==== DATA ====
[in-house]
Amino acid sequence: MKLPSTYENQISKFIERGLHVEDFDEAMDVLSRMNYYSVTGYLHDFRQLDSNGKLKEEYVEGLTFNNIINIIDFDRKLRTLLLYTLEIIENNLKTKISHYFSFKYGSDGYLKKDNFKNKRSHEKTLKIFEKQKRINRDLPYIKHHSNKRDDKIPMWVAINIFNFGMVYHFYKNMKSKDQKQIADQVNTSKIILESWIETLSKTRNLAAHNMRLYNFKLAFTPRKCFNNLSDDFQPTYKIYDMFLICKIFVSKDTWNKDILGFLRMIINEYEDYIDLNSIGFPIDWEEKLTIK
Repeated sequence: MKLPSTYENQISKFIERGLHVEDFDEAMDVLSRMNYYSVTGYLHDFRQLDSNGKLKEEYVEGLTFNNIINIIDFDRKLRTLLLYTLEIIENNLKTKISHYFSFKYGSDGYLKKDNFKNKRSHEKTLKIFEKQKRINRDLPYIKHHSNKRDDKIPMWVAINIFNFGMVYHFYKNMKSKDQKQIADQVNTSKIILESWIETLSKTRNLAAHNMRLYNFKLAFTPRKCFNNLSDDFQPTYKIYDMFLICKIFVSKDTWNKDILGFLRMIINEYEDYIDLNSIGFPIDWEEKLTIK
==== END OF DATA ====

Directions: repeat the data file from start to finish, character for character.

[in-house]
Amino acid sequence: MKLPSTYENQISKFIERGLHVEDFDEAMDVLSRMNYYSVTGYLHDFRQLDSNGKLKEEYVEGLTFNNIINIIDFDRKLRTLLLYTLEIIENNLKTKISHYFSFKYGSDGYLKKDNFKNKRSHEKTLKIFEKQKRINRDLPYIKHHSNKRDDKIPMWVAINIFNFGMVYHFYKNMKSKDQKQIADQVNTSKIILESWIETLSKTRNLAAHNMRLYNFKLAFTPRKCFNNLSDDFQPTYKIYDMFLICKIFVSKDTWNKDILGFLRMIINEYEDYIDLNSIGFPIDWEEKLTIK
Repeated sequence: MKLPSTYENQISKFIERGLHVEDFDEAMDVLSRMNYYSVTGYLHDFRQLDSNGKLKEEYVEGLTFNNIINIIDFDRKLRTLLLYTLEIIENNLKTKISHYFSFKYGSDGYLKKDNFKNKRSHEKTLKIFEKQKRINRDLPYIKHHSNKRDDKIPMWVAINIFNFGMVYHFYKNMKSKDQKQIADQVNTSKIILESWIETLSKTRNLAAHNMRLYNFKLAFTPRKCFNNLSDDFQPTYKIYDMFLICKIFVSKDTWNKDILGFLRMIINEYEDYIDLNSIGFPIDWEEKLTIK